© Copyright Policy - OpenAccess
Related In: Results  -  Collection

License 1 - License 2
Show All Figures
getmorefigures.php?uid=PMC4477302&req=5

Fig3: What we can see in this picture is the medicine called Coartem which is one of the primary treatments for malaria but before we take it it’s nice to consult the doctor first so that we will know if we have malaria, before we take this medicine. What I can teach people is that before we take medicine it is better to consult the Health Centre first so that we will know what kind of medicine is appropriate to our sickness.
Mentions: Some of the malarias depicted align with biomedical conceptions and mirror common images of: its sources (e.g. mosquitoes); symptoms (e.g. fever); prevention practices (e.g. use of mosquito nets); diagnostic practices (e.g. use of microscopy and Rapid Diagnostic Tests) and treatment practices (e.g. use of anti-malarial drugs). This is illustrated by the examples in (Figures 1, 2, 3).Figure 1

Bottom Line: Participants therefore photographed themselves and members of their family and community engaging in a number of practices, which are orientated towards restoring and maintaining balance.Photovoice also had a potentially transformative effect.It acted as a means for participants and researchers to: visually depict everyday practices; collectively gain a deeper understanding of this doing; and then seek ways in which to make changes in line with this joint understanding.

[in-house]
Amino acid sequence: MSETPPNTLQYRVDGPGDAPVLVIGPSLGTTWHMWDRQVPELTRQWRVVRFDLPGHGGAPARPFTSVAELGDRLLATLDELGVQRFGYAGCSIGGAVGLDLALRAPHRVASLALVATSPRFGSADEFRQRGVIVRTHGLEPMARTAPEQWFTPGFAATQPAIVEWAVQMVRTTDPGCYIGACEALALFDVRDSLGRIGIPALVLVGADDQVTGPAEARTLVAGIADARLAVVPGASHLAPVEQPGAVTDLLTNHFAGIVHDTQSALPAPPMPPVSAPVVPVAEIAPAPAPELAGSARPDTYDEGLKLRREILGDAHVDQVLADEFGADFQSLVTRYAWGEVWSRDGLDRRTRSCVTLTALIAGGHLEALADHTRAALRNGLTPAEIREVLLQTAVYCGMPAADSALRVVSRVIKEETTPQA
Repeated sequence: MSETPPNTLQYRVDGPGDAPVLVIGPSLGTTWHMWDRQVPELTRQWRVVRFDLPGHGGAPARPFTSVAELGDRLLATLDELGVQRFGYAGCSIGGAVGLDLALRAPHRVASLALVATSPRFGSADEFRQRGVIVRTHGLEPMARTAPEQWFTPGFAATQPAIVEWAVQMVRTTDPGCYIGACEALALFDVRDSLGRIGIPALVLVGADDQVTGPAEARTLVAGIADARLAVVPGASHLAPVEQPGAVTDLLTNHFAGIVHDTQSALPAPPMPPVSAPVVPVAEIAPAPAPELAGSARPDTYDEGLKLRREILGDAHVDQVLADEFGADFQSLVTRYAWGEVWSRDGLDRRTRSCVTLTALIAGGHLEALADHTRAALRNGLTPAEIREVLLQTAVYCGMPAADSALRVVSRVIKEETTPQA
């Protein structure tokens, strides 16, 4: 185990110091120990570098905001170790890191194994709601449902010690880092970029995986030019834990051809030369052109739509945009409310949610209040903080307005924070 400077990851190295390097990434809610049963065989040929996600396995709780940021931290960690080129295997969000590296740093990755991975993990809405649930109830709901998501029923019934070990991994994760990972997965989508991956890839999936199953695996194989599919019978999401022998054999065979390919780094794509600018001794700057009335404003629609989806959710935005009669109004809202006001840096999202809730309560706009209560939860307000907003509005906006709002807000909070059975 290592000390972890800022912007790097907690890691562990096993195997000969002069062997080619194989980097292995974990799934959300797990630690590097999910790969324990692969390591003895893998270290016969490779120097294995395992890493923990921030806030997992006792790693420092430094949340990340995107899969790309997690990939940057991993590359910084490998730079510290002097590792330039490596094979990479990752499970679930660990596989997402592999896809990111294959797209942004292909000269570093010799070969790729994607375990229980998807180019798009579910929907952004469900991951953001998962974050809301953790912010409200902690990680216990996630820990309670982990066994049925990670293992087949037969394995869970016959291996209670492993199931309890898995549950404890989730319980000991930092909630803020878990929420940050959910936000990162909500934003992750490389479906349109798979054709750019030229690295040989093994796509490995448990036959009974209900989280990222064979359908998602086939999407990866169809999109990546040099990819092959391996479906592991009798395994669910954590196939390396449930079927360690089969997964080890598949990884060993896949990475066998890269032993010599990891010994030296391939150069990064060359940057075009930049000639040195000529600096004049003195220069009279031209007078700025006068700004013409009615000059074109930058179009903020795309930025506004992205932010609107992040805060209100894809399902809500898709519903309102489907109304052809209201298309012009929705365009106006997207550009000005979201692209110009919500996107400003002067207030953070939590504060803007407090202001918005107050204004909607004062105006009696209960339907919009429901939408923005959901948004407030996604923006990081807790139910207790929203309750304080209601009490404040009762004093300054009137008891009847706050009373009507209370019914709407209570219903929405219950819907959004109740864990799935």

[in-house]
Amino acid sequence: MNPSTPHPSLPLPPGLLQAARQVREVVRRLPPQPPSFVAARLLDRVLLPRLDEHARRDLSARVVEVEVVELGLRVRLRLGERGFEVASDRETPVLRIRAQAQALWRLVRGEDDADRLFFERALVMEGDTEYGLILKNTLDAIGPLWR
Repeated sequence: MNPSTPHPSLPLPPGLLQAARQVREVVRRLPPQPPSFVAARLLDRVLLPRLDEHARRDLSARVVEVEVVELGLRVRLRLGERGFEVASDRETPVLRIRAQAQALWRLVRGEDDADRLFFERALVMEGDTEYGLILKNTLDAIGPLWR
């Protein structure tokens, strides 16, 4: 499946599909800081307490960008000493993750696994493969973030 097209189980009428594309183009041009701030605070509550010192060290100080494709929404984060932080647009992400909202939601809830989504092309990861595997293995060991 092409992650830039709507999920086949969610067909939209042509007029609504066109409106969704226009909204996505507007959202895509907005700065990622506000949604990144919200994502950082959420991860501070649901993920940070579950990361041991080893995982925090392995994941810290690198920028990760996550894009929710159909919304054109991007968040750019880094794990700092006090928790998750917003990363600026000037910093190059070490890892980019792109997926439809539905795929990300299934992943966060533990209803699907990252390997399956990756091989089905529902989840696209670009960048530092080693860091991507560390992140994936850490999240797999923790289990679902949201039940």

View Article: PubMed Central - PubMed

Affiliation: Department of Anthropology, Durham University, Dawson Building, South Road, Durham, DH1 3LE, UK. Dalia.Iskander@durham.ac.uk.

ABSTRACT

Background: This paper responds to a recent call for malaria to be re-imagined by: explaining why it needs to be re-imagined; offering one possible way in which this can be done; and describing some of benefits for malaria control when it is.

Methods: This study involved conducting a 15-week photovoice project with 44 predominantly ethnically Palawan school-going children in the municipality of Bataraza in the Philippines. The primary aim was to critically examine how facilitating children to take their own pictures of malaria could alter their understanding of it as well as the practices that they then engaged into prevent and treat it.